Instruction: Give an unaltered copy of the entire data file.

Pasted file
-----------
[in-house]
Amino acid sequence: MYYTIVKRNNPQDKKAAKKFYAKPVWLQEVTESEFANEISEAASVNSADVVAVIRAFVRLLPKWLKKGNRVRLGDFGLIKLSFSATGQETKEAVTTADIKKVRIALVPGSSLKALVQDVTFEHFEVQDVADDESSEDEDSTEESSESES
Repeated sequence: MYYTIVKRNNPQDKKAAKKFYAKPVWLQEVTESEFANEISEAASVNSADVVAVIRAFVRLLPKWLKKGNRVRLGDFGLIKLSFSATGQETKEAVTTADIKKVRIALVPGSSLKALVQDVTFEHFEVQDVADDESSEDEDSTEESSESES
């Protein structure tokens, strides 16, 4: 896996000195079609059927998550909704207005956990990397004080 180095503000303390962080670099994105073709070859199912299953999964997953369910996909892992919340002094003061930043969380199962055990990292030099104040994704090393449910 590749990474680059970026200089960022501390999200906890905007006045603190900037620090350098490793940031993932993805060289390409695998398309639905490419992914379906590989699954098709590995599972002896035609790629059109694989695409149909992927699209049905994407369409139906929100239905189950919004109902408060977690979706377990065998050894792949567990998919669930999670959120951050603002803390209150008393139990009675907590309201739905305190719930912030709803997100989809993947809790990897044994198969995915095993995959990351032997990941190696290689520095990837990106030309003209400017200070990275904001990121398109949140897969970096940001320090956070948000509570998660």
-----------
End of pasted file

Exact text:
[in-house]
Amino acid sequence: MYYTIVKRNNPQDKKAAKKFYAKPVWLQEVTESEFANEISEAASVNSADVVAVIRAFVRLLPKWLKKGNRVRLGDFGLIKLSFSATGQETKEAVTTADIKKVRIALVPGSSLKALVQDVTFEHFEVQDVADDESSEDEDSTEESSESES
Repeated sequence: MYYTIVKRNNPQDKKAAKKFYAKPVWLQEVTESEFANEISEAASVNSADVVAVIRAFVRLLPKWLKKGNRVRLGDFGLIKLSFSATGQETKEAVTTADIKKVRIALVPGSSLKALVQDVTFEHFEVQDVADDESSEDEDSTEESSESES
């Protein structure tokens, strides 16, 4: 896996000195079609059927998550909704207005956990990397004080 180095503000303390962080670099994105073709070859199912299953999964997953369910996909892992919340002094003061930043969380199962055990990292030099104040994704090393449910 590749990474680059970026200089960022501390999200906890905007006045603190900037620090350098490793940031993932993805060289390409695998398309639905490419992914379906590989699954098709590995599972002896035609790629059109694989695409149909992927699209049905994407369409139906929100239905189950919004109902408060977690979706377990065998050894792949567990998919669930999670959120951050603002803390209150008393139990009675907590309201739905305190719930912030709803997100989809993947809790990897044994198969995915095993995959990351032997990941190696290689520095990837990106030309003209400017200070990275904001990121398109949140897969970096940001320090956070948000509570998660």